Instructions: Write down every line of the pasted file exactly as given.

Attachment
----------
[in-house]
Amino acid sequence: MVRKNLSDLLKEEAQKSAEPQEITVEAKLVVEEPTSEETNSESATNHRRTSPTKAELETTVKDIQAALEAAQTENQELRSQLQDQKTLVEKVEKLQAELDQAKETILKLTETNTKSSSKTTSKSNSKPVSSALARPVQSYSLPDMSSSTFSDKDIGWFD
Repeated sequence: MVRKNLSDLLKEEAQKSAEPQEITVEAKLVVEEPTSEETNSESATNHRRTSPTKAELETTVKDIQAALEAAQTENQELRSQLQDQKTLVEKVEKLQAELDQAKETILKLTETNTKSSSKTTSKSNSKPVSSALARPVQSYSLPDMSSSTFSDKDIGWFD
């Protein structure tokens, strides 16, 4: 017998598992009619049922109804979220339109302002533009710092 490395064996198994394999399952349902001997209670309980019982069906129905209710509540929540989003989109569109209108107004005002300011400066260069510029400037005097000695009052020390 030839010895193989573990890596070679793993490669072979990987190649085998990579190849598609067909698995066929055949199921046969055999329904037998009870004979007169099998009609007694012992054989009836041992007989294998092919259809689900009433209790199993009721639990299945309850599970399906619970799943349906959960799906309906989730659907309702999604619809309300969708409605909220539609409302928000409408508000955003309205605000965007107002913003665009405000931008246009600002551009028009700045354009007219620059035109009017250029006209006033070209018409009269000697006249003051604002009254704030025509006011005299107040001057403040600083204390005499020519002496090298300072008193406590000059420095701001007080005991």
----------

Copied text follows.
[in-house]
Amino acid sequence: MVRKNLSDLLKEEAQKSAEPQEITVEAKLVVEEPTSEETNSESATNHRRTSPTKAELETTVKDIQAALEAAQTENQELRSQLQDQKTLVEKVEKLQAELDQAKETILKLTETNTKSSSKTTSKSNSKPVSSALARPVQSYSLPDMSSSTFSDKDIGWFD
Repeated sequence: MVRKNLSDLLKEEAQKSAEPQEITVEAKLVVEEPTSEETNSESATNHRRTSPTKAELETTVKDIQAALEAAQTENQELRSQLQDQKTLVEKVEKLQAELDQAKETILKLTETNTKSSSKTTSKSNSKPVSSALARPVQSYSLPDMSSSTFSDKDIGWFD
């Protein structure tokens, strides 16, 4: 017998598992009619049922109804979220339109302002533009710092 490395064996198994394999399952349902001997209670309980019982069906129905209710509540929540989003989109569109209108107004005002300011400066260069510029400037005097000695009052020390 030839010895193989573990890596070679793993490669072979990987190649085998990579190849598609067909698995066929055949199921046969055999329904037998009870004979007169099998009609007694012992054989009836041992007989294998092919259809689900009433209790199993009721639990299945309850599970399906619970799943349906959960799906309906989730659907309702999604619809309300969708409605909220539609409302928000409408508000955003309205605000965007107002913003665009405000931008246009600002551009028009700045354009007219620059035109009017250029006209006033070209018409009269000697006249003051604002009254704030025509006011005299107040001057403040600083204390005499020519002496090298300072008193406590000059420095701001007080005991």